Posted by Anubis | Report as abusive

I agree with other folks: who on earth is a credible writer of credit default swaps at this time? And as far as the ones who are doing it with no rational credibility, are we going to bail them out next???

Why is it being done? Some clown satisfying a paper policy in a way he knows amounts to zip?

Posted by Pete Cann | Report as abusive

Our women will be wearing Burkas, and our daughters will be handed off as Saudi domestics if we stay on our present course. Our continued reliance on fossil fuels, and cheap tainted products from China will cause us to deplete our savings, and inevitably fall into servitude to the producers of the world. I suggest emphasis in 21st century job skills, solar panels, motor scooters, and domestic production! Why allow China to corner the commodities market with deals in Africa, South America, and Australia, while we sit on our hands? We should be fighting them for this stuff, and making our own products. We should make these domestic products of top quality, the way we used to. Disposable products are contributing the most to global warming and toxic byproduct emissions through their production, and these products are inherently designed to require replacement, making them a never ending source of energy consumption and toxicity. Using foreign oil is like smoking crack, and buying Chinese goods instead of making them ourselves is cracked. Production is needed to back up our currency, or currency devaluation, and an undermining lack of confidence in our monetary systems will prevail. Already the Chinese are backing off of American debt, and suggesting an official world reserve currency. We have dug ourselves into a hole by doing less and less real work, and expecting our standard of living to somehow miraculously be maintained through manipulation of other people’s money. Now it has been revealed that all of this was the proverbial house of cards, and the creditors are calling.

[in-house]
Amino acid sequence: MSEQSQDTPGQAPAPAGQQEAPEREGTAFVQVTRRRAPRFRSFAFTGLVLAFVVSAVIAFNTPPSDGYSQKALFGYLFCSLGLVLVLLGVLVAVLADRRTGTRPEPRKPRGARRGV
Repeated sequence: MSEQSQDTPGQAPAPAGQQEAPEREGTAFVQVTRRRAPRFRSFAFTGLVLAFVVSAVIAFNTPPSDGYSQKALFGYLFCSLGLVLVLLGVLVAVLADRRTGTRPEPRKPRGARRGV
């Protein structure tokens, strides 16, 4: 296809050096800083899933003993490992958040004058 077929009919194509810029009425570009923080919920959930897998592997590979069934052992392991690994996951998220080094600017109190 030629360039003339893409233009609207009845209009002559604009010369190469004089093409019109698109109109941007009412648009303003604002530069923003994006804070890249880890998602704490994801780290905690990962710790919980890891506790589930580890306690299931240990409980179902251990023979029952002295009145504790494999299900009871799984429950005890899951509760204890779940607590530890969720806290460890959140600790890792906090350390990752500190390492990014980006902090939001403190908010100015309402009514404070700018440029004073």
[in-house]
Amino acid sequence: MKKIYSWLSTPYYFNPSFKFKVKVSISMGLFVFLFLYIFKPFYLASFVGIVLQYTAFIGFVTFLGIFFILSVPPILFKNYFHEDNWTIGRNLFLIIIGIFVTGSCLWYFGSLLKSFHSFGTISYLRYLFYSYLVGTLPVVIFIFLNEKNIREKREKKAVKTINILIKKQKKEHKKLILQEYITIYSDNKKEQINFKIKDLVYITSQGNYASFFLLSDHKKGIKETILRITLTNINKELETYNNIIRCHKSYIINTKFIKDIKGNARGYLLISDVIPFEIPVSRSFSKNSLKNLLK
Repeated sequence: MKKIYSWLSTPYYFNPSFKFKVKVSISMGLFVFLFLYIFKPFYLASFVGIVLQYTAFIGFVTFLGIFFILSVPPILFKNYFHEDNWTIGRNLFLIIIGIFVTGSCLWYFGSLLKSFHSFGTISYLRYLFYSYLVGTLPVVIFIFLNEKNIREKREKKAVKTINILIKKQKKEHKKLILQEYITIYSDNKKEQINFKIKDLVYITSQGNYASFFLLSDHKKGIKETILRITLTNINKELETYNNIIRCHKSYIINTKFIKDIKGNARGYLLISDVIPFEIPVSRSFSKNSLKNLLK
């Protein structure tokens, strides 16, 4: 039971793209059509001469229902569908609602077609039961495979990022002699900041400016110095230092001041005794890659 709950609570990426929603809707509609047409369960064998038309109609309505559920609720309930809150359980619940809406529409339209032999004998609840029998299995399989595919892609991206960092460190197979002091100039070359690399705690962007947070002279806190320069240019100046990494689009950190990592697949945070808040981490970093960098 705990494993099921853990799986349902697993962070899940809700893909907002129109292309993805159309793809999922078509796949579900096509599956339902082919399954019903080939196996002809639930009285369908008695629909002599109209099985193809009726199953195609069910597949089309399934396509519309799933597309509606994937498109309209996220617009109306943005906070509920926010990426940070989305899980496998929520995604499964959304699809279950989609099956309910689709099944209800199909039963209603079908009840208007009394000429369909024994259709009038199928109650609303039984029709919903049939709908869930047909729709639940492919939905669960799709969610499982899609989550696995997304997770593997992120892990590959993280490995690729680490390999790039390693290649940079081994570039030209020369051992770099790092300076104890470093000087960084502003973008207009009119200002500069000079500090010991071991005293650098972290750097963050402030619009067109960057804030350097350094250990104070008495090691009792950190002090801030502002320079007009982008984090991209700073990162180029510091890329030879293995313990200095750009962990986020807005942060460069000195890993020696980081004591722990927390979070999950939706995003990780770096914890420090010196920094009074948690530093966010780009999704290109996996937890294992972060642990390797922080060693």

Posted by David E. Connolly, Jr. | Report as abusive

On the subject of CDS, do you know that people are buying insurance on US issued T-Bills? Now who would be the counter-party to that? What company can claim they will have the funds to cover you if the US government fails? I guess it would be the Saudis and Chinese.

Posted by perk | Report as abusive

The US came off the gold standard and now has gone over to the debt standard. The actual price of something means nothing anymore. The buyer only looks at the payment amount and wants immediate gratification regardless of the price. This is the basis for the inflation that has crushed the USD.

Posted by Paul | Report as abusive